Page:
A middle-aged man wearing glasses holding a cup of coffee. At least half of the 3 million Americans who have glaucoma do not know they have it because they experience no symptoms. It is one of the leading causes of blindness for people over the age of 60. When glaucoma is found early, it can be treated to slow or prevent vision loss. That’s why it’s important to learn the signs and symptoms and what you can do to prevent vision loss from glaucoma.

What is glaucoma?

Glaucoma is a disease that damages your eye’s optic nerves and can lead to blindness. The nerve connecting the eye to the brain is damaged, most often because of high eye pressure. While treatment can help, this condition cannot be cured.

What are the signs and symptoms?

Glaucoma often presents with no signs or symptoms at first. The change is so gradual that you may not know anything is wrong until glaucoma reaches an advanced stage.

What are the types of glaucoma?

Primary open-angle glaucoma is the most common type. It happens gradually, as the eye does not drain fluid as well as it should. The building eye pressure starts to damage the optic nerve. This type of glaucoma is painless and causes no initial vision changes, which is why regular eye exams are so important. They will help find early signs of damage to the optic nerve.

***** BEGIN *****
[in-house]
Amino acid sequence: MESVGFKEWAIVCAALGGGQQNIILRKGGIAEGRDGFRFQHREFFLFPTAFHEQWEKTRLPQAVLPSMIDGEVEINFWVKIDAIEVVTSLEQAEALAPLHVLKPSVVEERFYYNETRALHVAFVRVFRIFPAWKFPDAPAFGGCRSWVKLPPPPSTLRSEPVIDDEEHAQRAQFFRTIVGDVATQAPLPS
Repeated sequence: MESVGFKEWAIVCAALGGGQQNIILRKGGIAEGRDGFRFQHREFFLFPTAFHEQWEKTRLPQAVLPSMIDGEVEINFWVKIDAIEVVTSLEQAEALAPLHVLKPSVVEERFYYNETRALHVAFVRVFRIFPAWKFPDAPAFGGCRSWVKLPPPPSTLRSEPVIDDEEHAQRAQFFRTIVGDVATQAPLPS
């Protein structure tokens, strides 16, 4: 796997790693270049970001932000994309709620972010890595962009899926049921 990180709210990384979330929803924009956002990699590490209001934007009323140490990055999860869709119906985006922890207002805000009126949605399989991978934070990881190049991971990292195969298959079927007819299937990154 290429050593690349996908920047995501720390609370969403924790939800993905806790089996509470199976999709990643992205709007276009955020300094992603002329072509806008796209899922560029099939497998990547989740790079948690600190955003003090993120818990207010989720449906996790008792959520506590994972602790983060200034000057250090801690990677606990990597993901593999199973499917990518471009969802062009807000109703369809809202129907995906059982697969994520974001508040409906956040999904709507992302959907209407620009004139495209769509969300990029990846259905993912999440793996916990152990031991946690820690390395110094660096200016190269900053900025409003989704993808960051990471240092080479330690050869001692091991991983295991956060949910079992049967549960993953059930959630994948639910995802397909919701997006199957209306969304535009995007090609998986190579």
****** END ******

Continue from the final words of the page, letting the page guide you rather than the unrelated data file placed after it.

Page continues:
Closed-angle glaucoma or narrow-angle glaucoma happens when the iris of the eye is very close to the drainage angle of the eye. The iris then blocks the drainage angle, and the eye pressure rises quickly. If you have suddenly blurry vision, severe eye pain, a headache, nausea, vomiting or see rainbow-colored rings or halos around lights, you will want to see your doctor right away to prevent blindness. These are signs of an acute closed-angle glaucoma attack.

Glaucoma will eventually lead to blindness if left untreated. Regular eye exams will help you stay on top of the health of your eyes and catch diseases and conditions at early, treatable stages. Schedule your next appointment by calling (508) 836-8733 today.



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